I'm sure we all have our own special memories of life at school - some good, perhaps some not so good. But when was the last time you were actually in a school? How much has changed since you walked out of the school doors for the last time?
When you were at school, did you have Interactive Whiteboards, Media Suites, Social Streets? Or are you reading this and thinking "what are you talking about"? Well here is your chance to find out for yourself. A new exciting initiative is being offered to staff in 2009. Education Services are organising a number of 'Back To School' events, open to all Council staff and staff from the Councils' Arms Length External Organisations (ALEO's).
Glasgow's School Estate
The Council has radically improved the condition and quality of its education estate in the past 8 years. Since 2002 the Council has invested approximately £550m to ensure that children, young people and staff have high quality, vibrant learning and teaching environments that support the core objectives of raising attainment and achievement. A high number of schools in Glasgow have been transformed. Project 2002 resulted in Glasgow's secondary schools undertaking the biggest rebuilding and refurbishment programme ever seen in the United Kingdom. Project 2002 underlined the commitment of the City Council to investing in education. The end result of the project was 11 brand new secondary schools and 18 secondary schools totally refurbished, some with major extensions built.
The Council recognised that the reform could not be restricted to the secondary sector and therefore brought forward the Pre 12 Strategy. We are currently in Phase 4 of this project - full details are available at - http://www.glasgow.gov.uk/en/Residents/GoingtoSchool/Pre12Strategy/
Education Services want to increase awareness throughout the Council of the positive impact of the investment in 21st century schools. So we are 'opening the gates' to our schools to allow council colleagues the chance to visit and see for themselves classrooms of the 21st Century. These proposed visits will also allow colleagues to have an increased awareness of the educational opportunities now on offer to our children and young people.
How to Apply for a Tour
Full details of this exciting new project, along with an application form for anyone interested in visiting a school, are available on Connect.
Tours will commence at 10am in specific schools and will finish off just before midday with a complimentary meal in the 'Fuel Zone' - the catering service provided by Direct and Care Services that has revolutionised catering in all primary and secondary schools - www.fuelzone.co.uk This will allow you the chance to compare school meals today with yesteryears delights such as mince, semolina and lumpy custard!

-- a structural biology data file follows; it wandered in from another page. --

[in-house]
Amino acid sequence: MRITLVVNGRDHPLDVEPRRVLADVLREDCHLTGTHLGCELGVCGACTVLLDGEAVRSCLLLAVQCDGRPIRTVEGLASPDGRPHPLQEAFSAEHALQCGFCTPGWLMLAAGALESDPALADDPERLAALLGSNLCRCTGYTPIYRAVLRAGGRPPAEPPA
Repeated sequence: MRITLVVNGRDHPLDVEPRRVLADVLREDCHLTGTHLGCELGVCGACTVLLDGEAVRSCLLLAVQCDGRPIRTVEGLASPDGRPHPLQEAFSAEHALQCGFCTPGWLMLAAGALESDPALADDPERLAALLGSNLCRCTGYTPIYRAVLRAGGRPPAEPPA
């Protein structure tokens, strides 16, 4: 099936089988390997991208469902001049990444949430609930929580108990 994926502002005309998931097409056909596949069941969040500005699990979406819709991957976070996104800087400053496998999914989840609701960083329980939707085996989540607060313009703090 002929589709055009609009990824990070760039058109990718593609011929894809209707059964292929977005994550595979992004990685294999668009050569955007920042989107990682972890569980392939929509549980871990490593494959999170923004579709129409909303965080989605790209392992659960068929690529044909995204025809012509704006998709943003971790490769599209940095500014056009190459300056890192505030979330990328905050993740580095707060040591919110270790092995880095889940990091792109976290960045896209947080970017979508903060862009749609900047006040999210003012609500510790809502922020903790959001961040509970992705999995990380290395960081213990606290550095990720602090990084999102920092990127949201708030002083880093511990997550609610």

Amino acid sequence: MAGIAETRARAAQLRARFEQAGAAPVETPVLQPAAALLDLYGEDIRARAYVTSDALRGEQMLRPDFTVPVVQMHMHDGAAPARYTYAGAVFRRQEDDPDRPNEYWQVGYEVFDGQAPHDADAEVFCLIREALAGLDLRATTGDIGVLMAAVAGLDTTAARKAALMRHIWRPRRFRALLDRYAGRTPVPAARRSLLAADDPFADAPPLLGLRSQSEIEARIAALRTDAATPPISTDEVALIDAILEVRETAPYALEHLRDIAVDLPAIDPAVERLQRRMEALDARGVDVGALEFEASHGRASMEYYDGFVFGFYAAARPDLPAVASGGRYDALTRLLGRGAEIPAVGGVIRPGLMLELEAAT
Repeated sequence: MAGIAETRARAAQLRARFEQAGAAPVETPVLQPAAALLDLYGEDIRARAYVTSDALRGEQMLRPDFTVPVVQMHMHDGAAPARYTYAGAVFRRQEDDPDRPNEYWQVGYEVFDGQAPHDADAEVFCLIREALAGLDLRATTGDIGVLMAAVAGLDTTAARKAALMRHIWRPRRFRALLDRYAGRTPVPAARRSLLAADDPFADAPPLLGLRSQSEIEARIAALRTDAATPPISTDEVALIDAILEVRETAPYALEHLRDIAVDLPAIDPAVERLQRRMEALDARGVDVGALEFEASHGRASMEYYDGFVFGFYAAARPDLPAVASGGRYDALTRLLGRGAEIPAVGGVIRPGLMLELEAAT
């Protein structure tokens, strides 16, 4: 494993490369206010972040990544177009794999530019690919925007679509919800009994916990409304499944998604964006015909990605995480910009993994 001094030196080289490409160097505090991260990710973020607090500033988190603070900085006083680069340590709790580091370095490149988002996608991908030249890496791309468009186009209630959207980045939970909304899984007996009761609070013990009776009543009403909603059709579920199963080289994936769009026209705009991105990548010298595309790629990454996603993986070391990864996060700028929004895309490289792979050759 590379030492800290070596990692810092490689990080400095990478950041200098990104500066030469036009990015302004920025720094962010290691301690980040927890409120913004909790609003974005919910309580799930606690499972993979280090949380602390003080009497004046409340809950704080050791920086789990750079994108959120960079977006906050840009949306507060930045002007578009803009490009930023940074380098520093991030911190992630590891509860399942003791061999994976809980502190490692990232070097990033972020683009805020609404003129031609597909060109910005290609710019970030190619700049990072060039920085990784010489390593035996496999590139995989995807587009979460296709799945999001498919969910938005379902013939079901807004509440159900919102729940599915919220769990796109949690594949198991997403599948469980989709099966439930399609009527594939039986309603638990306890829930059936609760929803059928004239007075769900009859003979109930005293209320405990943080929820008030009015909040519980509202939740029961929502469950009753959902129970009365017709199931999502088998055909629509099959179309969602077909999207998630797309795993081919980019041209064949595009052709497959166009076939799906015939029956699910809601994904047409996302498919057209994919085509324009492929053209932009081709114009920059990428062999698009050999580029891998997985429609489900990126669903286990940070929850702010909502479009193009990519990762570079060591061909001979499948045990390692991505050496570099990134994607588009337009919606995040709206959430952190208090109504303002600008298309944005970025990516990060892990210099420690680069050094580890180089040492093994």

Staff will also have the option of making their own way to the school or alternatively Land and Environmental Services will arrange for transport to and from the school - leaving from, and returning to, Wheatley House on the day of the visits.This message has been authorised for all Council distribution by Margaret Doran, Executive Director of Children and Families.
For a significant number of Council staff, it's part of their job to know what's going on in our schools. Some Council staff may get access to schools as parents, and will have an idea of what they're like. As an elected member, I'm in the schools and nurseries in my ward on a regular basis and I try to keep a handle on what's going on.
For the rest, I wonder what value a trip round Glasgow's schools will bring. Will staff will get time off their work to go on this jolly outing? Why not wait for Doors Open Day? The campaigning parents of St Gregory's and Wyndford Primaries certainly didn't need an invitation!
I'm less than convinced that in these times of austerity what is needed is Education spending money on an open invitation to all Glasgow City Council employees to come and wander around school buildings. It sounds like there will also be cost implications to Land and Environmental Services for the minibuses and DACS/Cordia for meals.
The point of this exercise clearly isn't to give staff a true impression of the conditions children are taught in. It's not about nostalgia or letting staff go back to school. The schools that have been selected aren't among the five "Category D for Dangerous" school buildings, or even among the Cs and Ds. These tours won't show flaky paint, leaking roofs, pitted playgrounds, or point out the foliage sprouting from the gutters. Visitors won't get the chance to sit in drafty classrooms with their coats and mittens on to keep them warm.
They'll be visiting these selected schools:
Primary - 22nd April
- Ashpark Primary
- Avenue End Primary
- Castleton Primary
- Merrylee Primary
- St Maria Goretti Primary
Secondary - 23rd April
- All Saints Secondary
- Drumchapel High
- Knightswood Secondary
- St Andrew's Secondary
- St Thomas Aquinas Secondary
I don't seek to do Glasgow schools down by this post. The effort and high standards of the vast majority of teaching staff in sometimes difficult circumstances is admirable. The new schools Glasgow has invested in are impressive. For older schools, however, basic maintenance has been skimped over years. In some cases, we don't need new schools; we just need to look after what we have.
For me, the timing is pretty tactless. In a matter of weeks, Councillors in Glasgow will decide whether to close dozens of schools and nurseries across the city. This a diversionary PR exercise, nothing less.